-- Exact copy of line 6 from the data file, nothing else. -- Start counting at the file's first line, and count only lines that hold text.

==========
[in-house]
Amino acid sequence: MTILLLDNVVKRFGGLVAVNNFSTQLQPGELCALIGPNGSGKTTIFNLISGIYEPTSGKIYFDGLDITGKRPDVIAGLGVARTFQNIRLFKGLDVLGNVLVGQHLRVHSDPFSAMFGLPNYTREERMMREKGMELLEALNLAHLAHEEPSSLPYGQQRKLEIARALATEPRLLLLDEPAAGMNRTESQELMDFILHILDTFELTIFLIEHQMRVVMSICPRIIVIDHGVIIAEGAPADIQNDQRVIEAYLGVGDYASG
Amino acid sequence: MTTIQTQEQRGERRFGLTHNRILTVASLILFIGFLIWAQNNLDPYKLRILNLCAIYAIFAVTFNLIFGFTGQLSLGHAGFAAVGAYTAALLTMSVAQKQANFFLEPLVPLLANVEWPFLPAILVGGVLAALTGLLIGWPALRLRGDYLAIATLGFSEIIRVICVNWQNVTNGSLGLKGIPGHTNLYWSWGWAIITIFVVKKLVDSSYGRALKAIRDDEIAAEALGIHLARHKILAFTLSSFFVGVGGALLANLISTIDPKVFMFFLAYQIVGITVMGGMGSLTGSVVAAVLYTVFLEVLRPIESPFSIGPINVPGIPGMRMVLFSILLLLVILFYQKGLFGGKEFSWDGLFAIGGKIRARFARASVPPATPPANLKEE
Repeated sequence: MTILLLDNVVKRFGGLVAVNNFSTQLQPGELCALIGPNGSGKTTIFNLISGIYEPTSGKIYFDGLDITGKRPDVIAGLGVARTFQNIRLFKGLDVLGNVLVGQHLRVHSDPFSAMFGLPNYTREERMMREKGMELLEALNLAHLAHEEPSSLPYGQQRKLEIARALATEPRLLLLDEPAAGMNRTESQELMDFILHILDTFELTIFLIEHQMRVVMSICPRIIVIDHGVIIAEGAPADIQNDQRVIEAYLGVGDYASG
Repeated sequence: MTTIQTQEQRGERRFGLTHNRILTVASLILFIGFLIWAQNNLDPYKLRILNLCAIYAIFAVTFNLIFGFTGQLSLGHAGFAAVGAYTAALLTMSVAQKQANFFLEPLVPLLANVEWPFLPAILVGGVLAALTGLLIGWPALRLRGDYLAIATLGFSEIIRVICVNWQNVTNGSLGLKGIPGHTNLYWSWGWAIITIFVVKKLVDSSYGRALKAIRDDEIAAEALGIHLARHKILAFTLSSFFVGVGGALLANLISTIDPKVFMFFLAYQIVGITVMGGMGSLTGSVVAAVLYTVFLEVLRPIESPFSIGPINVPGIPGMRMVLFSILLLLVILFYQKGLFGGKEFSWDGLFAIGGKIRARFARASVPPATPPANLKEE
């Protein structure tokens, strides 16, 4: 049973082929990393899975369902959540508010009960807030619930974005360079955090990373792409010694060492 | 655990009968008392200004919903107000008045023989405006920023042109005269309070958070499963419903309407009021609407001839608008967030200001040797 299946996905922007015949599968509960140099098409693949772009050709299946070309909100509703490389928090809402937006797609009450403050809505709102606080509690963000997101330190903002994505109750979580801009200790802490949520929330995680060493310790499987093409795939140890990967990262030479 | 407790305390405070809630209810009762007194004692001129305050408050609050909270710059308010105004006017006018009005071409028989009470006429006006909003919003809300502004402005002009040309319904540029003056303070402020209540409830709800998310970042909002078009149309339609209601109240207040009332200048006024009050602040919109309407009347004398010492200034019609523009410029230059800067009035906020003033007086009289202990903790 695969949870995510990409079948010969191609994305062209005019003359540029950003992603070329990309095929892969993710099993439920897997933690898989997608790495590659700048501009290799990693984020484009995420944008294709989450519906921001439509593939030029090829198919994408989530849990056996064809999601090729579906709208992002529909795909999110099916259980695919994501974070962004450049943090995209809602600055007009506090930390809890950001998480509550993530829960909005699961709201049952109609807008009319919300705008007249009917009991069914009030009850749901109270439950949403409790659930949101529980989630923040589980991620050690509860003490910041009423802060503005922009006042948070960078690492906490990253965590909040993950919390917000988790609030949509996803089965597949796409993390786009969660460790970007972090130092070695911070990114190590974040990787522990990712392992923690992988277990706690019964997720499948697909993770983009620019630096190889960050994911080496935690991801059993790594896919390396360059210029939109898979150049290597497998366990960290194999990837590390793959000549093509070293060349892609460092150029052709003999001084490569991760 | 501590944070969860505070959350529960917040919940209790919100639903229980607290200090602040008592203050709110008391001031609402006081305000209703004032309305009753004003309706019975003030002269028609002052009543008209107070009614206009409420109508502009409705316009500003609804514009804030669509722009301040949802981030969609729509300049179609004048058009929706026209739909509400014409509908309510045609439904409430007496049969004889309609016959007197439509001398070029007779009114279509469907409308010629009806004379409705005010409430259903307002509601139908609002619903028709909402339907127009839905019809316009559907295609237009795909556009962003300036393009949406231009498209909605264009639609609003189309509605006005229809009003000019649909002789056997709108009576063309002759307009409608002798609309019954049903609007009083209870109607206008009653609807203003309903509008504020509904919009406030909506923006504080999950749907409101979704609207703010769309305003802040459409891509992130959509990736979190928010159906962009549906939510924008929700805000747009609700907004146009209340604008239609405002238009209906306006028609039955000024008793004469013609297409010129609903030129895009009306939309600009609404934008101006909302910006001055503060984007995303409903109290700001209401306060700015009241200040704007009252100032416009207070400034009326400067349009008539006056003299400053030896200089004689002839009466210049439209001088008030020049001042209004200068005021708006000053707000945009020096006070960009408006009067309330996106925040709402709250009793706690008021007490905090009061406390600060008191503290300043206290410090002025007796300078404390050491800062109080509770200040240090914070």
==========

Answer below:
């Protein structure tokens, strides 16, 4: 049973082929990393899975369902959540508010009960807030619930974005360079955090990373792409010694060492 | 655990009968008392200004919903107000008045023989405006920023042109005269309070958070499963419903309407009021609407001839608008967030200001040797 299946996905922007015949599968509960140099098409693949772009050709299946070309909100509703490389928090809402937006797609009450403050809505709102606080509690963000997101330190903002994505109750979580801009200790802490949520929330995680060493310790499987093409795939140890990967990262030479 | 407790305390405070809630209810009762007194004692001129305050408050609050909270710059308010105004006017006018009005071409028989009470006429006006909003919003809300502004402005002009040309319904540029003056303070402020209540409830709800998310970042909002078009149309339609209601109240207040009332200048006024009050602040919109309407009347004398010492200034019609523009410029230059800067009035906020003033007086009289202990903790 695969949870995510990409079948010969191609994305062209005019003359540029950003992603070329990309095929892969993710099993439920897997933690898989997608790495590659700048501009290799990693984020484009995420944008294709989450519906921001439509593939030029090829198919994408989530849990056996064809999601090729579906709208992002529909795909999110099916259980695919994501974070962004450049943090995209809602600055007009506090930390809890950001998480509550993530829960909005699961709201049952109609807008009319919300705008007249009917009991069914009030009850749901109270439950949403409790659930949101529980989630923040589980991620050690509860003490910041009423802060503005922009006042948070960078690492906490990253965590909040993950919390917000988790609030949509996803089965597949796409993390786009969660460790970007972090130092070695911070990114190590974040990787522990990712392992923690992988277990706690019964997720499948697909993770983009620019630096190889960050994911080496935690991801059993790594896919390396360059210029939109898979150049290597497998366990960290194999990837590390793959000549093509070293060349892609460092150029052709003999001084490569991760 | 501590944070969860505070959350529960917040919940209790919100639903229980607290200090602040008592203050709110008391001031609402006081305000209703004032309305009753004003309706019975003030002269028609002052009543008209107070009614206009409420109508502009409705316009500003609804514009804030669509722009301040949802981030969609729509300049179609004048058009929706026209739909509400014409509908309510045609439904409430007496049969004889309609016959007197439509001398070029007779009114279509469907409308010629009806004379409705005010409430259903307002509601139908609002619903028709909402339907127009839905019809316009559907295609237009795909556009962003300036393009949406231009498209909605264009639609609003189309509605006005229809009003000019649909002789056997709108009576063309002759307009409608002798609309019954049903609007009083209870109607206008009653609807203003309903509008504020509904919009406030909506923006504080999950749907409101979704609207703010769309305003802040459409891509992130959509990736979190928010159906962009549906939510924008929700805000747009609700907004146009209340604008239609405002238009209906306006028609039955000024008793004469013609297409010129609903030129895009009306939309600009609404934008101006909302910006001055503060984007995303409903109290700001209401306060700015009241200040704007009252100032416009207070400034009326400067349009008539006056003299400053030896200089004689002839009466210049439209001088008030020049001042209004200068005021708006000053707000945009020096006070960009408006009067309330996106925040709402709250009793706690008021007490905090009061406390600060008191503290300043206290410090002025007796300078404390050491800062109080509770200040240090914070």